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St. Paul's Vulcans may get a dousing

Charges of groping cloud the future of carnival tradition

ST. PAUL -- In their blazing red capes, superhero suits, and ski goggles, the boisterous men known as the Vulcans have carried out merry mischief during the city's Winter Carnival for more than 100 years.

But allegations this month that the group's leader groped three women in a bar have raised questions about the future of one of the most colorful pieces of St. Paul's history.

''I don't want to see them go away," said Gina Kuntz, 32, of St. Paul, who remembered the excitement she felt as a child when the Vulcans came barreling down a parade route. ''I always tried to get their attention. They were fun. . . . I thought they were like clowns."

Carnival organizers last week granted a leave of absence to the group's leader, Tom Trudeau, also known as Vulcanus Rex, and restricted the group's activities. Bob Viking, the festival CEO, said a special panel would consider changing the way the group operates.

The best-known practice of the Vulcans -- marking people with grease paint as a sign of allegiance -- has drawn some complaints over the years, especially from women who did not want to be marked.

In the past, Vulcans wore grease paint on their cheeks and gave women a cheek-to-cheek ''smooch" or ''smudge." After complaints in the 1970s, the smudge was largely abandoned. Now, the Vulcans use grease paint sticks to mark participants, mostly children, with a ''V."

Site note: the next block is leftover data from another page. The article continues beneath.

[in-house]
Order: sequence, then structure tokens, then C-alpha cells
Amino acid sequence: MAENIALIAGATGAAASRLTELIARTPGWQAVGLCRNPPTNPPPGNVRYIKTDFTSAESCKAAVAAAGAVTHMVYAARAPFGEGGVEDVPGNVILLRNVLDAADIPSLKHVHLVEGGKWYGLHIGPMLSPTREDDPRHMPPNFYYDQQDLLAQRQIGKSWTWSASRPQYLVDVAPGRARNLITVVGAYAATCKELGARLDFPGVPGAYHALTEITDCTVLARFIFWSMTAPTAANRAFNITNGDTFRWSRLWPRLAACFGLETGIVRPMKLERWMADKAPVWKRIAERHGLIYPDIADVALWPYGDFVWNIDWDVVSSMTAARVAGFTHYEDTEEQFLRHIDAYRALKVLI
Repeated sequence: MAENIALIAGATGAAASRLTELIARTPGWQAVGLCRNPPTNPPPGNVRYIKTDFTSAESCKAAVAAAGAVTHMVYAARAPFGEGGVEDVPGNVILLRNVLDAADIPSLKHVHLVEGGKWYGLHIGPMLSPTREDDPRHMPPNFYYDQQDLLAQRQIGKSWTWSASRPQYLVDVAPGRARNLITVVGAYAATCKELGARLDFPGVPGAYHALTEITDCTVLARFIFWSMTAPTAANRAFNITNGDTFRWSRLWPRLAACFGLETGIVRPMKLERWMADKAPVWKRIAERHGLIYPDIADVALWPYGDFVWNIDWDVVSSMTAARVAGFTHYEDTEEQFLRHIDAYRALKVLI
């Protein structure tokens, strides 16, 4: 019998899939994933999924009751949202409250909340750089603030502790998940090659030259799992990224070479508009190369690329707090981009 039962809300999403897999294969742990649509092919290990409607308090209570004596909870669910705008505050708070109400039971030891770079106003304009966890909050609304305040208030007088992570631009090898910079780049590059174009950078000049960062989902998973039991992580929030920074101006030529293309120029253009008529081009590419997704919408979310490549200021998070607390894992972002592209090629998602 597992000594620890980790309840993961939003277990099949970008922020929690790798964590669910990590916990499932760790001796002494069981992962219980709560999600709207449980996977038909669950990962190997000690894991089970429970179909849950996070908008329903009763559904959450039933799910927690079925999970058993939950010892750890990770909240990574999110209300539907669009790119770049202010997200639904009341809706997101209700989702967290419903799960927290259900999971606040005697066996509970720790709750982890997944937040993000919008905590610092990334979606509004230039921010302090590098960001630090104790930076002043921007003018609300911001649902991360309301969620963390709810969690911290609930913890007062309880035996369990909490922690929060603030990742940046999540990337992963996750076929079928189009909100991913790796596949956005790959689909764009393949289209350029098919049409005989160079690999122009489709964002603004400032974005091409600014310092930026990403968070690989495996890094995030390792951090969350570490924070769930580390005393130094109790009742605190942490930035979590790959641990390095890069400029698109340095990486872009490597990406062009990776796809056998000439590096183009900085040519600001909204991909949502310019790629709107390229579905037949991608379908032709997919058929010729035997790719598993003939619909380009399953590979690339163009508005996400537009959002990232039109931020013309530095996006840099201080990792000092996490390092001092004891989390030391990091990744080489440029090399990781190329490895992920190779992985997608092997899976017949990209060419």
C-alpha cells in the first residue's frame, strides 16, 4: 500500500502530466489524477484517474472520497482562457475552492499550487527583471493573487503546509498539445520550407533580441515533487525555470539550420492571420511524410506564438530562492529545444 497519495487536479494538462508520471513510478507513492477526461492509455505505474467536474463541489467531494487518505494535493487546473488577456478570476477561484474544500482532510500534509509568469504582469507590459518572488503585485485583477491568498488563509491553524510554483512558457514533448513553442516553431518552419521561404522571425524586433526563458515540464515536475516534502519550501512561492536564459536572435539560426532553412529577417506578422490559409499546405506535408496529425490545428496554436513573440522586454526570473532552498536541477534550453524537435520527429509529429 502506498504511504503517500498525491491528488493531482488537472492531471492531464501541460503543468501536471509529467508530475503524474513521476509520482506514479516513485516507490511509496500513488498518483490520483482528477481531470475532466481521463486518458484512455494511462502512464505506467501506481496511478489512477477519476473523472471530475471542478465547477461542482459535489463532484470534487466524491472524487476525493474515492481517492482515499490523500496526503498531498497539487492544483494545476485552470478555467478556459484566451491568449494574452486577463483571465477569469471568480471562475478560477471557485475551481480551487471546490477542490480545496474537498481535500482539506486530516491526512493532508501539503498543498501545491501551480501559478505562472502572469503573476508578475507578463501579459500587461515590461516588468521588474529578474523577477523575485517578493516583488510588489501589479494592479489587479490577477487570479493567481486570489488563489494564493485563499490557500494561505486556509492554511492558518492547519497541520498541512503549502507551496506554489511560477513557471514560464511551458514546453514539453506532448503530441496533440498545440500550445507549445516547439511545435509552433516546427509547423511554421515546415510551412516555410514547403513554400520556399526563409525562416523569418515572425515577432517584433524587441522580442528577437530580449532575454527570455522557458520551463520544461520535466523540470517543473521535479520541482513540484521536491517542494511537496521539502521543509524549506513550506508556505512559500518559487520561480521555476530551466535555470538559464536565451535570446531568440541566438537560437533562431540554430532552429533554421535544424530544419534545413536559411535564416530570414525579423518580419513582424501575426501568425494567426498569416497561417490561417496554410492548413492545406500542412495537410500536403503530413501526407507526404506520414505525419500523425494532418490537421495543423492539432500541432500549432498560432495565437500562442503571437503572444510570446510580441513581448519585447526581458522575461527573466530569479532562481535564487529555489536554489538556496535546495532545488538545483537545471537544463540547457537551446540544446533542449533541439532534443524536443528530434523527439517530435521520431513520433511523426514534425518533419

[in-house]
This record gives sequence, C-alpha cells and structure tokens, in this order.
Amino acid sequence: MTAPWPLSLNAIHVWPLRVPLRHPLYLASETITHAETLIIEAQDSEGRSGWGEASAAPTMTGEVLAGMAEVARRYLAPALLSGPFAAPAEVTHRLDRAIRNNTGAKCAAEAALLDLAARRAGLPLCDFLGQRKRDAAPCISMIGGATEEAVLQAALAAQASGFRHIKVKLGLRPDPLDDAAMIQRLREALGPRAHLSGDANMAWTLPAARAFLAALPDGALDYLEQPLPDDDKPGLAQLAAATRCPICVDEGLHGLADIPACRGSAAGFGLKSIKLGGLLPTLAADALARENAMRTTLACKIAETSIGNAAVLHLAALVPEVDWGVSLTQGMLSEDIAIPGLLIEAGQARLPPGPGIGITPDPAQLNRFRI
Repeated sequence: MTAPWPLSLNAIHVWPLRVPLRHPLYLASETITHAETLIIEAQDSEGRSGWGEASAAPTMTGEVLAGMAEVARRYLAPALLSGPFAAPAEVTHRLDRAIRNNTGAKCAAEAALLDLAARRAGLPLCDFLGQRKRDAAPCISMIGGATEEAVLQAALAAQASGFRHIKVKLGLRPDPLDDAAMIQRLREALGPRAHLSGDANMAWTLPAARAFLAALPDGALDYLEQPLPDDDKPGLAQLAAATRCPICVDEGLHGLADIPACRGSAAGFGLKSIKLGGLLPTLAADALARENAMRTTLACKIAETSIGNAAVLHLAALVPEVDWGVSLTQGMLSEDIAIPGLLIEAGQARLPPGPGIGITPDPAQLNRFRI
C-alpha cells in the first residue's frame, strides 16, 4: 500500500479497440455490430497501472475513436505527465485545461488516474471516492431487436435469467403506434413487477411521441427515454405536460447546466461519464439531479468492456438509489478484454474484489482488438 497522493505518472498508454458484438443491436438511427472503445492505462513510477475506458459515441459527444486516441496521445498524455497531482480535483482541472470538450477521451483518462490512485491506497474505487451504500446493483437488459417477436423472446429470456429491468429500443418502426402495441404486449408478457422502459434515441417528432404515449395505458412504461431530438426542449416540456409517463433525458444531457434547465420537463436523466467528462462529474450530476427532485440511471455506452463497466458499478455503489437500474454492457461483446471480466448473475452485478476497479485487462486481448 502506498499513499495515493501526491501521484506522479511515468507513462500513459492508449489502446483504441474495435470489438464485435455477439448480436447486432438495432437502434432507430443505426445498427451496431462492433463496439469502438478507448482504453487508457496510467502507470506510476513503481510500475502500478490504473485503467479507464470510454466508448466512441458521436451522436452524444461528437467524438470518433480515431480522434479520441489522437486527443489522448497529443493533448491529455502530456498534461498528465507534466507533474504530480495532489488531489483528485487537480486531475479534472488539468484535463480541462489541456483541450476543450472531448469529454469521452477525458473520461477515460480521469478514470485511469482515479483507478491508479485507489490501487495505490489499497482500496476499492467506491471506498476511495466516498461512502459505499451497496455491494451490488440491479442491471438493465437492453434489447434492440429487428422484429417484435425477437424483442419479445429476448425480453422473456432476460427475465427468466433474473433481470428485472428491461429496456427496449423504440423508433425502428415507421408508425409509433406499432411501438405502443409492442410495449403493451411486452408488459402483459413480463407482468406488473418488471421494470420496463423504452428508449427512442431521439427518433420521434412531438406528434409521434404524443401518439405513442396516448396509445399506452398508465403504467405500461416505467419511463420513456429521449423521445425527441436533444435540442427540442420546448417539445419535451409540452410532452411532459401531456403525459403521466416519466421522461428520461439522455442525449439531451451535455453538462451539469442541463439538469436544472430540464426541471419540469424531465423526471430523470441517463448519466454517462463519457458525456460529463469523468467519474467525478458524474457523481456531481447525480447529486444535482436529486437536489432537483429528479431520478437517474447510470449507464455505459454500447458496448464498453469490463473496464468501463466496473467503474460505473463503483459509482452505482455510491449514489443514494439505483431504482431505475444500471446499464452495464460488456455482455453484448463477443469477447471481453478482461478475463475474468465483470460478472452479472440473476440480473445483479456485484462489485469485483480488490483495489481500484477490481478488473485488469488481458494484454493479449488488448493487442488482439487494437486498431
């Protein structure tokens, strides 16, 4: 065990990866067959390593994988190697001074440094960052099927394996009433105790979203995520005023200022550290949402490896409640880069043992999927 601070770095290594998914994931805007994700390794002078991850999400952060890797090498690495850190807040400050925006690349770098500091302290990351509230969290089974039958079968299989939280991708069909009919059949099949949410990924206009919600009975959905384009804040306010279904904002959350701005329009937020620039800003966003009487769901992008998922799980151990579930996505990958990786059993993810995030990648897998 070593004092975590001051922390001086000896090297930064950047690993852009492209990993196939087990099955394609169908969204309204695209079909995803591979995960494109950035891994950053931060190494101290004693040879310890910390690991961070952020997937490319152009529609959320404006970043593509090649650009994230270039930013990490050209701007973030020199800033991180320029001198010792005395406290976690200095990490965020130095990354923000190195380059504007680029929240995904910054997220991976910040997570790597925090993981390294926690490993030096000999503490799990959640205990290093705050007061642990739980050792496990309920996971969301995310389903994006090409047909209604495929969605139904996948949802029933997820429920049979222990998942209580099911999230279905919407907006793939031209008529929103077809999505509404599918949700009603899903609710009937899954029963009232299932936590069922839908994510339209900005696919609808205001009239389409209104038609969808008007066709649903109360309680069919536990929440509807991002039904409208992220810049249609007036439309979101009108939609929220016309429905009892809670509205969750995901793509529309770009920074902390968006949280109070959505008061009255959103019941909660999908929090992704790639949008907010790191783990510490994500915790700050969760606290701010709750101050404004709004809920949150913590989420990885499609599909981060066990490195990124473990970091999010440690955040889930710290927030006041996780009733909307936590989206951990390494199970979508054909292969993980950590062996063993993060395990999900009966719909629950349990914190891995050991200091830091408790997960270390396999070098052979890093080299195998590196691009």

According to legend, the Vulcans' antics during the 10-day carnival usher in warmer weather. But the group also makes appearances all year in their flamboyant costumes, including at parades and charity events.

The charge against Trudeau stems from the group's ''garter ritual," in which Vulcans place a garter on a woman's leg. Three bartenders say Trudeau groped them as other Vulcans held up their capes to shield him.

Trudeau has pleaded not guilty to three gross misdemeanor counts of fifth-degree sexual conduct. He is free on bail.

The allegation came during this year's carnival, which ended Feb. 6. The case has incensed some former Vulcans.

''It's devastating to our organization, it's devastating to me personally," said Howie Register, who was the Vulcans' leader in 1996. ''We're not a bunch of dirty, nasty old men out there being a bunch of drunks. We do too much good to have this be our black eye."

He said all potential Vulcans go through a screening process that includes a criminal background check.

Since 1886, about 400 people have officially worn the red Vulcan suit. Each year, there is a king and seven ''Krewe" members, and participants from previous years constitute a current organization of about 250, according to the group's website.

Steven Robertson, a former pastor at a Lutheran church and member of the Vulcan Krewe in 2003, said the Vulcans are about spreading cheer and goodwill.

He also said he has never smudged anyone without permission.

''Some people, especially senior citizens, will say 'I want it the old-fashioned way,' so you press your check against their cheek and you leave it at that," Robertson said. ''There's not any kind of innuendo at all. It's all in fun."

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